The White House on Monday previewed President Joe Biden’s annual 2023 budget, which includes an empty request for federal spending on police departments.

Biden’s proposal will ask for more than $32 billion in new spending to fight crime, according to reports, in an effort to signal support for the police during an unprecedented period of rising crime.

The budget would double funding for community policing and community violence interventions as well as hire more deputy marshals and Bureau of Alcohol, Tobacco,  Firearms, and Explosives agents, according to reports.

In a statement, Biden said budgets were “statements of values,” as he outlined his desire to spend $5.8 trillion for fiscal year 2023.

The president’s annual budget document is largely meaningless, as Congress relies on continuing resolutions and stop-gap funding for most of its spending plans. He and his staff have not outlined a separate funding bill for police to push forward for passage in Congress.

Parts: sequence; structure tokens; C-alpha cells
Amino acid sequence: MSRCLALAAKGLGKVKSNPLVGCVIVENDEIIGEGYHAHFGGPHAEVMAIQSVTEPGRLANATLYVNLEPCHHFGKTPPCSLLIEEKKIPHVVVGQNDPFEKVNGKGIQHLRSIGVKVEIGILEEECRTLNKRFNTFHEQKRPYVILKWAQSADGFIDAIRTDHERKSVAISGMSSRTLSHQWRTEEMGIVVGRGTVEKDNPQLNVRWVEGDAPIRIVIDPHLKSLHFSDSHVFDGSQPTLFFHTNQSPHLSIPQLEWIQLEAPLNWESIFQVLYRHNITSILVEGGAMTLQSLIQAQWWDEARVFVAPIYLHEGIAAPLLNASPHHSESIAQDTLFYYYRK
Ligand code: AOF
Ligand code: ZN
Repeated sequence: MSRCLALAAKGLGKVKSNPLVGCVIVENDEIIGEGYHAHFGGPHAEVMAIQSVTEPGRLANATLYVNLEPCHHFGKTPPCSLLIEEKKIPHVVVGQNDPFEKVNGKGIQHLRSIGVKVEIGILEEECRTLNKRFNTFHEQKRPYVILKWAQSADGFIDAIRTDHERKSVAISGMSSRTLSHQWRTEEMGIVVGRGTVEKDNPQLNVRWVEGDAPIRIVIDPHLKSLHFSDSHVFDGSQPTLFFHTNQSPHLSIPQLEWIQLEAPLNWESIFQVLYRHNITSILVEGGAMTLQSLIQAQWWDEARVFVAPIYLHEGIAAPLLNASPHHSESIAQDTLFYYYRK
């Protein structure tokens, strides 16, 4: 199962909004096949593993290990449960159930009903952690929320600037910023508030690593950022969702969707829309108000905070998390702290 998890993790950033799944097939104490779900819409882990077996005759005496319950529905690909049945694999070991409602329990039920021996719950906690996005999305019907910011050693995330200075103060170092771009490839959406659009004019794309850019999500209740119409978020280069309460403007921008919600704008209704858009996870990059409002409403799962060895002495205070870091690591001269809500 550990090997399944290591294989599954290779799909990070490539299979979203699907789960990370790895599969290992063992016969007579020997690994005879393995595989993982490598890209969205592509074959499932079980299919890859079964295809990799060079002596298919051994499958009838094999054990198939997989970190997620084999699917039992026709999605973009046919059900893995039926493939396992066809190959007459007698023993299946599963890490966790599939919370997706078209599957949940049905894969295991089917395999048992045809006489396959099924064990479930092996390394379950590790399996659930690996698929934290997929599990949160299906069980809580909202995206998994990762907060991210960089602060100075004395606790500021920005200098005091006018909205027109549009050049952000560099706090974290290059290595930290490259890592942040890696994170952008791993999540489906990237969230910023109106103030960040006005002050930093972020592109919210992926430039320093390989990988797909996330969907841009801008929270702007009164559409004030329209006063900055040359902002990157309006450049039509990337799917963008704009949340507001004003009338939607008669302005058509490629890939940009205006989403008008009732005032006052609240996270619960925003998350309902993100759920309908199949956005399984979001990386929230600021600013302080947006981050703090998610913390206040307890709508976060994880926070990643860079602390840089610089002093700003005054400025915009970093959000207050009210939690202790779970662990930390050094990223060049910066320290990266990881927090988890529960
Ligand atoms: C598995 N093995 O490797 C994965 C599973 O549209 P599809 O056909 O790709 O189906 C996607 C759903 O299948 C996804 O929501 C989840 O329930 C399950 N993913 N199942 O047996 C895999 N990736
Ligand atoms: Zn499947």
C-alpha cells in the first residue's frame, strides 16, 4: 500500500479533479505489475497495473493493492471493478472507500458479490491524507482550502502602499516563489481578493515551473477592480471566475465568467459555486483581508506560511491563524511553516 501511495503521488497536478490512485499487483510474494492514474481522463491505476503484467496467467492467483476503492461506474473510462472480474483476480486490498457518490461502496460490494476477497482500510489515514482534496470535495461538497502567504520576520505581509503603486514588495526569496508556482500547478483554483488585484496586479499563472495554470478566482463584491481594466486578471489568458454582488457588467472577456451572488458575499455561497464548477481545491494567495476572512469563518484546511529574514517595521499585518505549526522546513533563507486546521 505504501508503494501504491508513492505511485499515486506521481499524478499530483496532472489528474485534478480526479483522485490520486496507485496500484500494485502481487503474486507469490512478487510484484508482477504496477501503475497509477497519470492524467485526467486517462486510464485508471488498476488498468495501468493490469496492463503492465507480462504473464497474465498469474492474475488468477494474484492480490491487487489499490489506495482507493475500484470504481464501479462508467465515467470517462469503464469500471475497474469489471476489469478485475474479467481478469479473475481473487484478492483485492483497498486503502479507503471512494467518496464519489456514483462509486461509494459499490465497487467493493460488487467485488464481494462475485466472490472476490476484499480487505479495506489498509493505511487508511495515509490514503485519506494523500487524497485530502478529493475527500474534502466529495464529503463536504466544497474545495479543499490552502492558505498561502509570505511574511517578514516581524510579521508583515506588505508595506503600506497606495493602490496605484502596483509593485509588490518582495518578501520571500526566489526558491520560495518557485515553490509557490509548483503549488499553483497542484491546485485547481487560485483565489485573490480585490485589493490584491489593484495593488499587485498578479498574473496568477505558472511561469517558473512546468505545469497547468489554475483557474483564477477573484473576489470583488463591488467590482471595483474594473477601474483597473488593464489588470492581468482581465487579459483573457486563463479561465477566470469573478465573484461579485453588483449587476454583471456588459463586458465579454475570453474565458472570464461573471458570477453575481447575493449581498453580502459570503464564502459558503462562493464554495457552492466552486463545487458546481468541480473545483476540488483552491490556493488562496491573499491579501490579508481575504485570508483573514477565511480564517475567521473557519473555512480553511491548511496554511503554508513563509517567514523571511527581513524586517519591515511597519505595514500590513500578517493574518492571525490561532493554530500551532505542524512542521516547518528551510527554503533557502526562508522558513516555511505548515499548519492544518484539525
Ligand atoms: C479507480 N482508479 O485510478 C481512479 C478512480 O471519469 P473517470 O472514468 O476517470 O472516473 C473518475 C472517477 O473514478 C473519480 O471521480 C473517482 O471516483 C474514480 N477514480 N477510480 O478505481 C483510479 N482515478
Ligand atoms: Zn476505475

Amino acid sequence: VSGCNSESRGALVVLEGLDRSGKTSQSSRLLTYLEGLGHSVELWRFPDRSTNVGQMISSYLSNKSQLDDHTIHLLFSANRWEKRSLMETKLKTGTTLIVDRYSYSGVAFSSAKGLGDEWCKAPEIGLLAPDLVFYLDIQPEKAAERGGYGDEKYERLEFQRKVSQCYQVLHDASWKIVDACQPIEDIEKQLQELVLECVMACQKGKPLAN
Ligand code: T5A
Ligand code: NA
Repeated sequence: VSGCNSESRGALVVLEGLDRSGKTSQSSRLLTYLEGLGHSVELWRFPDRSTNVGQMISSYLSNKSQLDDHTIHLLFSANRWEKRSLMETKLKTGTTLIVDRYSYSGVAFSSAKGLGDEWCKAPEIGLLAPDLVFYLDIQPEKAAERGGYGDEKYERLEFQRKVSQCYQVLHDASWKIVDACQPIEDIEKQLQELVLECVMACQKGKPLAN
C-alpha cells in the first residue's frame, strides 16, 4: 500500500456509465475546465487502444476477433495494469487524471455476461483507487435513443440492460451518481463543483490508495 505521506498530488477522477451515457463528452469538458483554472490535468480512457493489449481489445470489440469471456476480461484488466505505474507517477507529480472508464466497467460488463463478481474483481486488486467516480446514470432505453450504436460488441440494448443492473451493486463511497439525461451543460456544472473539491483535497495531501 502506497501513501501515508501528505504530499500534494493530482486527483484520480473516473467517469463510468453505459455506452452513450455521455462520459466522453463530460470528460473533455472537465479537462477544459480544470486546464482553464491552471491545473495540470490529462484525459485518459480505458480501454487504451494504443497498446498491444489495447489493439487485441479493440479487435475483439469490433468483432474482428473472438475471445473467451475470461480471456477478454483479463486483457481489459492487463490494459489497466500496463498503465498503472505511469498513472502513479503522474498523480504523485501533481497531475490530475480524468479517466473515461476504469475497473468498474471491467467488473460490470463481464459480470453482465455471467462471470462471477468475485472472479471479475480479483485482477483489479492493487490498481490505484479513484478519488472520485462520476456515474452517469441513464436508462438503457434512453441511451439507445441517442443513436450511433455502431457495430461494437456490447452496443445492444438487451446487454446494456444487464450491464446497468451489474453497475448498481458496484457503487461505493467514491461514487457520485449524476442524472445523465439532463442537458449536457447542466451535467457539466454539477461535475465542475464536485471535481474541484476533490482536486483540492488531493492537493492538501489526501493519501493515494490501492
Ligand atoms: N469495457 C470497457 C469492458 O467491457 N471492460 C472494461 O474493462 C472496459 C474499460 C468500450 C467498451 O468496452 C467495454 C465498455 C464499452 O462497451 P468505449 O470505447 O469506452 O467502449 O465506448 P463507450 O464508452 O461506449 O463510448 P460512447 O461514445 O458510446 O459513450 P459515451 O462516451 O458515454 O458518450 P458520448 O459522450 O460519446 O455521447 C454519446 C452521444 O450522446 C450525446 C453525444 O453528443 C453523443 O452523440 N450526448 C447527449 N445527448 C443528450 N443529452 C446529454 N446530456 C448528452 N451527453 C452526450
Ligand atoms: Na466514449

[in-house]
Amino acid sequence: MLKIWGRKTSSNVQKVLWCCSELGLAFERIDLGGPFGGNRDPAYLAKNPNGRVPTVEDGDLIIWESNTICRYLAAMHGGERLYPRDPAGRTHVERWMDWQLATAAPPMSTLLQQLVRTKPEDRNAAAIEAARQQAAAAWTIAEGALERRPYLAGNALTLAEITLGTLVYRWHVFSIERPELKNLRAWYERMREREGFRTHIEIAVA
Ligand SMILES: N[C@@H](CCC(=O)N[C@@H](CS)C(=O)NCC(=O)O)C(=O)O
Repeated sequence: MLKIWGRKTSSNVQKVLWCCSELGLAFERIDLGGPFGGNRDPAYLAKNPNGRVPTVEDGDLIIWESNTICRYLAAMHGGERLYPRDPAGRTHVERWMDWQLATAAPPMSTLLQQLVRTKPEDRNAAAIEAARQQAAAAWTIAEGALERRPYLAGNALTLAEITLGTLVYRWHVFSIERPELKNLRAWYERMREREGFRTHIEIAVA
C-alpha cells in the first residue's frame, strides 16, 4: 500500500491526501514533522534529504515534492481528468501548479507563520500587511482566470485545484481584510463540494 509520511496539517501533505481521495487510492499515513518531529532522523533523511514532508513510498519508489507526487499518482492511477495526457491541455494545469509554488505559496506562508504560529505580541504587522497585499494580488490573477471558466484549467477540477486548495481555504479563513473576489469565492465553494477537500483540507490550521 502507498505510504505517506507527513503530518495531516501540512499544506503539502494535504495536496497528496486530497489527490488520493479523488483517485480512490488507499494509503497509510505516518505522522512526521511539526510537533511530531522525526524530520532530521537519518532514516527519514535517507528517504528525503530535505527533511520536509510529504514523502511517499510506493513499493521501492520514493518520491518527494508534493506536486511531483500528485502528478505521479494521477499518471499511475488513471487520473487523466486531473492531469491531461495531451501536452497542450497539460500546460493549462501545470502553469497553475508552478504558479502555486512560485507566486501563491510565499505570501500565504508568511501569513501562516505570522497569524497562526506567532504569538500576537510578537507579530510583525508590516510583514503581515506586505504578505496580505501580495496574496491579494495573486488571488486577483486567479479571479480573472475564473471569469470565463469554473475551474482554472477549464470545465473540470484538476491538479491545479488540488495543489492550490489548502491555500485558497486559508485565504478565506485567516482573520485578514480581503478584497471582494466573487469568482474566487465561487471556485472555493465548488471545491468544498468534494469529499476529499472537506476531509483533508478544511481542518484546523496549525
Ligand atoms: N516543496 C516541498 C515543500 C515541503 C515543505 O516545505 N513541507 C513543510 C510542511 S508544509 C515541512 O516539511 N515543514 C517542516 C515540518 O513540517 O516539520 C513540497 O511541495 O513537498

Biden’s message will likely disappoint Democrats such as Reps. Alexandria Ocasio-Cortez of New York, Ilhan Omar of Minnesota, Cori Bush of Missouri, Ayanna Pressley of Massachusetts, and Rashida Tlaib of Michigan, who continue to call for federal and local governments to defund the police.

The president famously complained to black activists after the 2020 election that Republicans used calls to defund the police to “beat the living hell out of us across the country.”

But during the election, Biden himself said, “Yes, absolutely,” when asked in an interview if he supported redirecting police funding to other community service programs.

The president reversed any sympathy for the idea, however, arguing during his State of the Union speech in March that it was time to further fund the police.

“We should all agree the answer is not to defund the police. It’s to fund the police,” he said. “Fund them. Fund them. Fund them with resources and training. Resources and training they need to protect their community.”

No comments:

Post a Comment